“Student hours are packed,” says Thies. Getting extra help from the teacher is a source of shame at many schools, but the teachers at BASIS Independent Schools try to make student hours fun. Teachers use age-appropriate math and word games to reinforce skills and push kids beyond grade-level apprehension. “We celebrate mistakes as part of the learning process. The goal of the primary years is to create a love of learning.”

Empowering teachers

“We want teachers to be enthusiastic, because that passion is contagious. Kids get excited about learning when they see that their teachers love it. So, we give them resources and let them choose what to do with them,” says Thies. But even with a lot of freedom, the system is not simple. Each LET works with nine different subject specialists during the course of a week.

“It takes a lot of work to come together. Collaboration time is built into teachers’ schedules,” says Thies.

But the teachers love it. “This model makes teachers better because they learn from each other. There’s natural growth and they excel.” Aside from the learning that happens organically through collaboration with peers who have different expertise and approaches, teachers at BASIS Independent Schools complete a co-teaching training program before taking over their classes. Ongoing professional development in co-teaching methods takes place on campus.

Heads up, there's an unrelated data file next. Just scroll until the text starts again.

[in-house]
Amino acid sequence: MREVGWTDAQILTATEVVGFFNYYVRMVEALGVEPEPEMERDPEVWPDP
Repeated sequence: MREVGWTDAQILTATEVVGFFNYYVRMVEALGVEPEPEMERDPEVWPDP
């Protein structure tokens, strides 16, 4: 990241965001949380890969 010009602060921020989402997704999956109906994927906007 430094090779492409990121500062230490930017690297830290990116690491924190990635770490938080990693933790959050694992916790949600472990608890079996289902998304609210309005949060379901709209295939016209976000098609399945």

Co-teaching outcomes

“The biggest advantage is knowing our students exceptionally well and specializing to the group,” says Thies.

In an era that celebrates the idea of doing more with less, the BASIS Independent Schools collaborative teaching model dedicates more resources to students. Students who receive attention and support from more adults and who are more closely observed are more likely to be offered needed interventions. The dynamics of collaborative teaching create a very catered education experience for each group of students that results in better student outcomes. Sometimes more is more.

BASIS Independent Bellevue is accepting applications. Visit the website to learn more.

Sponsored by: